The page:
Develop new e-mobility solutions including car-sharing, car pooling, ride sharing and municipal e-bike and e-scooter schemes would also be promoted.
The manifesto also pledges to increase the spend limit on the Bike to Work Scheme to provide adequate support for the purchase of e-bikes.
Maximise connectivity between and within different modes of transport by setting up more park and ride facilities and bike and ride facilities on routes into cities that are not adequately served by public transport.
Giving workers and families a break
Sinn Fein will not increase carbon taxes.
Party leader Mary Lou McDonald also promises more certainty over the construction of the public charging infrastructure for electric cars.
The party says it wants to support the recommendations of the Citizens' Assembly to increase bus lanes, cycling routes, park and ride facilities and commits to developing a fully integrated public transport system and transition to electric vehicles.
Building an Equal Society
The Labour party state they will focus on policies to improve public transport and to reduce congestion and commuting times and they will increase the current transport budget funding for walking and cycling.
While accepting that the move to phase out diesel and petrol cars should happen as quickly as possible, especially in cities, as there are many car-dependent people, they will not ban them until real alternatives are available.
The party also believe Fine Gael's plans for a million electric cars by 2030 are fantasy, as they are far too expensive for most people and would introduce electric vehicle grants targeted especially at rural Ireland and people with disabilities who need to drive, but expect that people in urban areas would use public transport.
Other plans for rural Ireland include a promise to re-launch a simplified version of the Rural Hackney Scheme and provide subsidies for operators in rural areas, including local publicans.
Labour will implement graduated speed limits and 30km speed limits in areas where there is evidence that they are effective.
Bus Connects can be modified to take account of legitimate local concerns, while still delivering faster transport times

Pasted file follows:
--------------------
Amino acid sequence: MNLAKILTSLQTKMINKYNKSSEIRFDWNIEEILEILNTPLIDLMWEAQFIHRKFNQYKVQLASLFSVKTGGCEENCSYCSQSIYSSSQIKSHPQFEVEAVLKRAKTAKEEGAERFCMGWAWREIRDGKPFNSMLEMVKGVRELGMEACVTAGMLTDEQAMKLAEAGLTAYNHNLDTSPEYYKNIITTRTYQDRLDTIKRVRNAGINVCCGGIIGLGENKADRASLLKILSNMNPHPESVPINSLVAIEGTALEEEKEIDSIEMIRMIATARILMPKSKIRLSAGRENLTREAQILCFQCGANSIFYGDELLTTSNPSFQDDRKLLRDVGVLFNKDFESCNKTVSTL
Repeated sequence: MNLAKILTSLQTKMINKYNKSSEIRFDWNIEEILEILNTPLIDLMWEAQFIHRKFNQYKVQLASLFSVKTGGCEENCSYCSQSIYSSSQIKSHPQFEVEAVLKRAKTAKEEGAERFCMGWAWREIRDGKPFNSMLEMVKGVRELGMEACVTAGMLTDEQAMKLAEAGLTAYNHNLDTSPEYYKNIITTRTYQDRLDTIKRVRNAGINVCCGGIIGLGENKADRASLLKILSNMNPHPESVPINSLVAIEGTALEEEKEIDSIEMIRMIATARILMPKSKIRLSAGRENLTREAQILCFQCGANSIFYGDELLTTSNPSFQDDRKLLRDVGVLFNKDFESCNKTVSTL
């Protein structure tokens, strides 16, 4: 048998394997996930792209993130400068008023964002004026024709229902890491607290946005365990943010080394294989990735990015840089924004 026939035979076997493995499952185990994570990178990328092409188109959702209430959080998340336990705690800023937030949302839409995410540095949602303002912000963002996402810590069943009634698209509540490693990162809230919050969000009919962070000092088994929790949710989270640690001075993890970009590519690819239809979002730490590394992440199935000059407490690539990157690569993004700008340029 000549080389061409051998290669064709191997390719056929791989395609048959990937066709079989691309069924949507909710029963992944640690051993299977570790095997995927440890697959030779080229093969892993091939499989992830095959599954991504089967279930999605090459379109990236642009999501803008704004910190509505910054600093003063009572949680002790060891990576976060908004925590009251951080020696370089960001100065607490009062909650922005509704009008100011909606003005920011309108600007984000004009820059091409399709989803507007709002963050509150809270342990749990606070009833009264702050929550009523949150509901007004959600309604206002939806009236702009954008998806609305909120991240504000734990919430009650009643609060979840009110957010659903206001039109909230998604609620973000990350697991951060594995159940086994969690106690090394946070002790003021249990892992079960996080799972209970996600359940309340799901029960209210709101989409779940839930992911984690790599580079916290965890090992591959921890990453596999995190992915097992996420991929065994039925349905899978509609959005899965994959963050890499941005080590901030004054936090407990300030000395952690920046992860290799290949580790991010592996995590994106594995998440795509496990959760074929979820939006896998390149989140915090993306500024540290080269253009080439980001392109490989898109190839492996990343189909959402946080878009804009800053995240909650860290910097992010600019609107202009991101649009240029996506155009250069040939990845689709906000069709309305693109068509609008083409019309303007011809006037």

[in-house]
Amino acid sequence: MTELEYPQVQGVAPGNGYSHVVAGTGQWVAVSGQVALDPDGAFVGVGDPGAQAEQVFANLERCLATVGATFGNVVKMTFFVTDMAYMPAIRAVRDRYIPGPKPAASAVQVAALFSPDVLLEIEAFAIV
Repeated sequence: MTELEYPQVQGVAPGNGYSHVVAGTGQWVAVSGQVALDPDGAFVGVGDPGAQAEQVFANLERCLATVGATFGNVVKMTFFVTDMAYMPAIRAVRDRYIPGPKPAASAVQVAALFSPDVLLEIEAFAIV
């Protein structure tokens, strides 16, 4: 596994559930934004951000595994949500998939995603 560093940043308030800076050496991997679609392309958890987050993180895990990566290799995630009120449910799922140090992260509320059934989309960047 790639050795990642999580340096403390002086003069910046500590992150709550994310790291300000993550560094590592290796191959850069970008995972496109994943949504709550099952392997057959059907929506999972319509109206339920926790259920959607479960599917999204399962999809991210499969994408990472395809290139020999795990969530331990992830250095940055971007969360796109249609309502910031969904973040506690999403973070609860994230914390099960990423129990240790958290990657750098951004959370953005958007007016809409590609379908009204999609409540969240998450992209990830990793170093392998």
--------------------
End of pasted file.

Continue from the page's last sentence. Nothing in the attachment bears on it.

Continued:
In order to reduce congestion, they would focus on flexible working times across the public and private sectors but have no immediate plans for congestion charging.
Labour supports underground trains, including the Metro and DART Underground routes, and would study the options of bringing the Metro to the South-West and bringing DART Underground to beyond Inchicore into west Dublin suburbs
Invest in Better
Public Transport will be given greater priority in the National Development Plan. While the party supports all of the public transport measures contained in the National Development Plan (NDP) they plan to rebalance the portion of funding sets aside for Roads and Sustainable Mobility.
Ring-fence any windfall tax gains to fund the DART Underground project.
Invest substantially in additional public transport subsidies so that fares can be reduced.
Promote and invest in cycling as an alternative to the motor car.
Increase the funding for the Local Link Network from €21m to €100m and seek to improve this over time.
They will also oppose any attempt to privatise bus routes.
Safe walking and cycling paths around every school in the country will be a key priority.
Legislate for a strong Land Development Agency with appropriate powers of compulsory purchase and establish a review of all land issues as good land-use is an integral part of good transport planning and provision.
Create a new policing unit specifically for Public Transport.
The Social Democrats support the improvements envisaged in Bus Connects. Notwithstanding this, there are numerous issues that must be worked through with local communities and they pledge to ensure that this happens.